The popular and highly acclaimed documentary Pet Fooled was released on Netflix earlier this year. The film has created a lot of buzz among pet parents and within the pet food industry, which was exactly the creator’s intention.
Featuring commentary by respected veterinarians Dr. Karen Becker and Dr. Barbara Royal, Pet Fooled exposes the long-kept secrets of the industry and reveals the negative impact that many commercial food brands can have on animals’ health.
AW: What inspired you to create Pet Fooled?
KH: My producer, Michael Fossat, came to me with the film idea. He was having an issue with his dog, Kadry, and he went to his vet numerous times trying to clear her stomach of some mysterious rash. I think he followed different orders from the veterinarian and the rash never cleared and he eventually was told by his groomer to “look into the food”.
Look into the food? He had never thought about food so he did just that. And, as anyone who has looked into pet food themselves understands – it’s overwhelming. It’s confusing. It’s daunting and shocking. Michael then approached me and said, “I think something is here.”
AW: In once sentence, describe the overarching purpose of the documentary.
KH: Consumers need to know fully and think about what is going into the products that they are buying for their pets.
AW: What was the most shocking thing you discovered about the pet food industry during the making of the film?
KH: There are too many to name. I think the fact that dry food isn’t a species appropriate feeding style is most shocking because most of us grow up feeding dry cat or dog food. The FDA compliance policies are shocking as well. The idea that “feed” is being marketed as food is something that needs to change.
AW: Are these concerns different for pet parents who feed their animals a raw diet?
KH: Hypothetically, if all pet foods on the market were fresh or raw, the issues will always be the same. Where are the ingredients coming from? What are the true quality of these ingredients and how can consumers verify that? And are the ingredients being used most appropriate for the species? Those themes will always be relevant in this industry.
AW: Are any improvements being made in the industry since the film’s release?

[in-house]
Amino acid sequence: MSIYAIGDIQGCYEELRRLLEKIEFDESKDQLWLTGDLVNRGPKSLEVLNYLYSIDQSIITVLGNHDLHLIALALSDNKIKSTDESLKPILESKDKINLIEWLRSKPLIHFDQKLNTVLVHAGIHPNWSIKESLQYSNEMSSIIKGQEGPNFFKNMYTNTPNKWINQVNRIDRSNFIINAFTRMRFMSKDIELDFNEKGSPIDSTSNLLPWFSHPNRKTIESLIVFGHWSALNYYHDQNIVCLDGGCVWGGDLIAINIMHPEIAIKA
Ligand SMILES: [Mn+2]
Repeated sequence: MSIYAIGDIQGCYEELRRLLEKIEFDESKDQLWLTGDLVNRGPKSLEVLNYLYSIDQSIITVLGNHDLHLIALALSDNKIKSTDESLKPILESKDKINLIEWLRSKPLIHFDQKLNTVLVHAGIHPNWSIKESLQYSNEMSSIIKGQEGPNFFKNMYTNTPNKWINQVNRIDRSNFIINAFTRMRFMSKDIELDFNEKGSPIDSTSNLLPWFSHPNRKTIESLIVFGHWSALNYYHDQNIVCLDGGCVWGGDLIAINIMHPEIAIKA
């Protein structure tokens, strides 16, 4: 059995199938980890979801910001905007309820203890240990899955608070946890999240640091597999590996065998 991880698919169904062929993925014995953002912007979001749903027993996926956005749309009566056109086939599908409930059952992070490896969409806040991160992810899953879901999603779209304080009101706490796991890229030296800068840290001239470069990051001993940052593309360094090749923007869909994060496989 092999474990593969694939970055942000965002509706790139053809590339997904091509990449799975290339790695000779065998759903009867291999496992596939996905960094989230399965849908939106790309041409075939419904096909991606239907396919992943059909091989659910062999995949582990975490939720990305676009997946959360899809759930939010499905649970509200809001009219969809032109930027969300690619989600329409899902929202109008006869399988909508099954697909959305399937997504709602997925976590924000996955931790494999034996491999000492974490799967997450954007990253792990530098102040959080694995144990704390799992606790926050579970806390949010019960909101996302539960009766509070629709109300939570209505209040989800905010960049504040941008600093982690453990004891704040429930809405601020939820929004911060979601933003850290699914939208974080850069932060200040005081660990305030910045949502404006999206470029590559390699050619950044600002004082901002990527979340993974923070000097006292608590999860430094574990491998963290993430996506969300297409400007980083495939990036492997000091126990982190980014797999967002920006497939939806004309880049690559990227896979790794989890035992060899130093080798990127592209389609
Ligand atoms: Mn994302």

KH: Midway through making the film, I saw a change in marketing. I was told by so many when I began making the film not to “criticize” corn or wheat. Companies were very defensive of their use of corn and wheat yet midway through making the film, they just started offering foods “without corn” and “without wheat” and there was no discussion as to why they suddenly did this.
The fact that so many independent and transparent companies now exist on the market is another major improvement in the industry. It’s incredible to see companies that want to tell their customers the sources of their ingredients and engage in that important conversation about appropriate ingredients.
AW: What about pet parents? Have you seen improvements on the consumers’ end?
KH: I haven’t seen a company that was making “dry” food, for example, say “because of Pet Fooled, we’re going to stop doing this.” That hasn’t happened and it won’t ever happen. There’s too much money involved and people are buying those foods. But I have seen an overwhelming amount of people make the switch to better foods, and really consider better foods and be proactive pet parents. They’re speaking about proper nutrition for the species and what that entails.
It’s Dr. Karen Becker’s goal to continue educating pet parents about the proper approach to nutrition so they can look at a bag themselves and know if it’s a good food. There are many improvements still to be made but I think she and everyone involved in this movement are up for that task.